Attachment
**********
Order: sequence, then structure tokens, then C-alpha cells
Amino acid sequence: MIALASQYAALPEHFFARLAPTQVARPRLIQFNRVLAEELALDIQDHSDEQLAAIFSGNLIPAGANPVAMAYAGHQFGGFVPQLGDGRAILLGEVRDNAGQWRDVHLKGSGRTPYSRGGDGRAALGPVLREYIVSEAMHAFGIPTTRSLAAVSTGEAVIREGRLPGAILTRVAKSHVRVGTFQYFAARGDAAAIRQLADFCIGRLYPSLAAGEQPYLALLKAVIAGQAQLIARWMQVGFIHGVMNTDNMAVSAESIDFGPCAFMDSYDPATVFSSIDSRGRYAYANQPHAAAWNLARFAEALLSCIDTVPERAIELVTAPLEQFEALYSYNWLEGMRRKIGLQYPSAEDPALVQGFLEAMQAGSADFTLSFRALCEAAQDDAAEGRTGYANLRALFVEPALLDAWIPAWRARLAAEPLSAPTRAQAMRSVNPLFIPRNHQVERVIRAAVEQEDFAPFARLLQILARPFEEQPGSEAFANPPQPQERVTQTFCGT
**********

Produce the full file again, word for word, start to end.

Order: sequence, then structure tokens, then C-alpha cells
Amino acid sequence: MIALASQYAALPEHFFARLAPTQVARPRLIQFNRVLAEELALDIQDHSDEQLAAIFSGNLIPAGANPVAMAYAGHQFGGFVPQLGDGRAILLGEVRDNAGQWRDVHLKGSGRTPYSRGGDGRAALGPVLREYIVSEAMHAFGIPTTRSLAAVSTGEAVIREGRLPGAILTRVAKSHVRVGTFQYFAARGDAAAIRQLADFCIGRLYPSLAAGEQPYLALLKAVIAGQAQLIARWMQVGFIHGVMNTDNMAVSAESIDFGPCAFMDSYDPATVFSSIDSRGRYAYANQPHAAAWNLARFAEALLSCIDTVPERAIELVTAPLEQFEALYSYNWLEGMRRKIGLQYPSAEDPALVQGFLEAMQAGSADFTLSFRALCEAAQDDAAEGRTGYANLRALFVEPALLDAWIPAWRARLAAEPLSAPTRAQAMRSVNPLFIPRNHQVERVIRAAVEQEDFAPFARLLQILARPFEEQPGSEAFANPPQPQERVTQTFCGT